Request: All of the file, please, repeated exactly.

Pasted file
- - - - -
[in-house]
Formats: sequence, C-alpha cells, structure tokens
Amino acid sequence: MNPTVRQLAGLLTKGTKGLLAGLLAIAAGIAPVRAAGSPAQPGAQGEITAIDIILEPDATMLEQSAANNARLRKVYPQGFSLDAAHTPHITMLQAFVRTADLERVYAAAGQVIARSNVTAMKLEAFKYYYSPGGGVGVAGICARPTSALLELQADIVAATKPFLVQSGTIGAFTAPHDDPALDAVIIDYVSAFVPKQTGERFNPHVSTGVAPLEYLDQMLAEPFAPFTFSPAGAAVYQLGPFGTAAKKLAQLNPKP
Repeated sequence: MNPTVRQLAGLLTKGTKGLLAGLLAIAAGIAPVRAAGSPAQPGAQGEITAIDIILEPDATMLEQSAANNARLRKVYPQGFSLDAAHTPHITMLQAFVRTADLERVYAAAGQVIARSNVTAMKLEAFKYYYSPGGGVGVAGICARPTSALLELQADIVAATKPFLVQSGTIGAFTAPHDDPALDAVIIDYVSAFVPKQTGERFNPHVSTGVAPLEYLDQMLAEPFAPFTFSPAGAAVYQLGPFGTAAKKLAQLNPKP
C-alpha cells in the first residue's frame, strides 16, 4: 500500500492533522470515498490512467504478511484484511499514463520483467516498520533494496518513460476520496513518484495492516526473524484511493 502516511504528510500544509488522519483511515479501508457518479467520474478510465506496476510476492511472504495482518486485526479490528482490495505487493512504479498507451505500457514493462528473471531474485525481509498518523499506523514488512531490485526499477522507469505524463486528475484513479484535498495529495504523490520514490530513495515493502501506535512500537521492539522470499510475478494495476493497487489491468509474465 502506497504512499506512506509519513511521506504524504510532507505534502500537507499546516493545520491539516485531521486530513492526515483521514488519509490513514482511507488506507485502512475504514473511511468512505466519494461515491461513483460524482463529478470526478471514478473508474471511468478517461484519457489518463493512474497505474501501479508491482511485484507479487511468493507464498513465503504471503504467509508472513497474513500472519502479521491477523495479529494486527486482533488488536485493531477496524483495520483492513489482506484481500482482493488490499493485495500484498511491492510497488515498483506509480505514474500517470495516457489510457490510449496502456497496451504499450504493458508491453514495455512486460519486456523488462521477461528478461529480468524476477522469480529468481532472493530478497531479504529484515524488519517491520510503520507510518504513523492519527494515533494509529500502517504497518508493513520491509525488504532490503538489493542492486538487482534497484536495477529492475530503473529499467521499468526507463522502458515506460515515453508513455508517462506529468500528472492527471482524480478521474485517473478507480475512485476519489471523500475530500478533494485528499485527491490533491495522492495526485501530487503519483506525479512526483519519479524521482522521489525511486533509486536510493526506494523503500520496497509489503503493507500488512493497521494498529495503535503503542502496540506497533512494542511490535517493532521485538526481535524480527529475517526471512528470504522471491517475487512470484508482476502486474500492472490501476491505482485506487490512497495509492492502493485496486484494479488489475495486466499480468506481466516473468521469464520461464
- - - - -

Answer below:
[in-house]
Formats: sequence, C-alpha cells, structure tokens
Amino acid sequence: MNPTVRQLAGLLTKGTKGLLAGLLAIAAGIAPVRAAGSPAQPGAQGEITAIDIILEPDATMLEQSAANNARLRKVYPQGFSLDAAHTPHITMLQAFVRTADLERVYAAAGQVIARSNVTAMKLEAFKYYYSPGGGVGVAGICARPTSALLELQADIVAATKPFLVQSGTIGAFTAPHDDPALDAVIIDYVSAFVPKQTGERFNPHVSTGVAPLEYLDQMLAEPFAPFTFSPAGAAVYQLGPFGTAAKKLAQLNPKP
Repeated sequence: MNPTVRQLAGLLTKGTKGLLAGLLAIAAGIAPVRAAGSPAQPGAQGEITAIDIILEPDATMLEQSAANNARLRKVYPQGFSLDAAHTPHITMLQAFVRTADLERVYAAAGQVIARSNVTAMKLEAFKYYYSPGGGVGVAGICARPTSALLELQADIVAATKPFLVQSGTIGAFTAPHDDPALDAVIIDYVSAFVPKQTGERFNPHVSTGVAPLEYLDQMLAEPFAPFTFSPAGAAVYQLGPFGTAAKKLAQLNPKP
C-alpha cells in the first residue's frame, strides 16, 4: 500500500492533522470515498490512467504478511484484511499514463520483467516498520533494496518513460476520496513518484495492516526473524484511493 502516511504528510500544509488522519483511515479501508457518479467520474478510465506496476510476492511472504495482518486485526479490528482490495505487493512504479498507451505500457514493462528473471531474485525481509498518523499506523514488512531490485526499477522507469505524463486528475484513479484535498495529495504523490520514490530513495515493502501506535512500537521492539522470499510475478494495476493497487489491468509474465 502506497504512499506512506509519513511521506504524504510532507505534502500537507499546516493545520491539516485531521486530513492526515483521514488519509490513514482511507488506507485502512475504514473511511468512505466519494461515491461513483460524482463529478470526478471514478473508474471511468478517461484519457489518463493512474497505474501501479508491482511485484507479487511468493507464498513465503504471503504467509508472513497474513500472519502479521491477523495479529494486527486482533488488536485493531477496524483495520483492513489482506484481500482482493488490499493485495500484498511491492510497488515498483506509480505514474500517470495516457489510457490510449496502456497496451504499450504493458508491453514495455512486460519486456523488462521477461528478461529480468524476477522469480529468481532472493530478497531479504529484515524488519517491520510503520507510518504513523492519527494515533494509529500502517504497518508493513520491509525488504532490503538489493542492486538487482534497484536495477529492475530503473529499467521499468526507463522502458515506460515515453508513455508517462506529468500528472492527471482524480478521474485517473478507480475512485476519489471523500475530500478533494485528499485527491490533491495522492495526485501530487503519483506525479512526483519519479524521482522521489525511486533509486536510493526506494523503500520496497509489503503493507500488512493497521494498529495503535503503542502496540506497533512494542511490535517493532521485538526481535524480527529475517526471512528470504522471491517475487512470484508482476502486474500492472490501476491505482485506487490512497495509492492502493485496486484494479488489475495486466499480468506481466516473468521469464520461464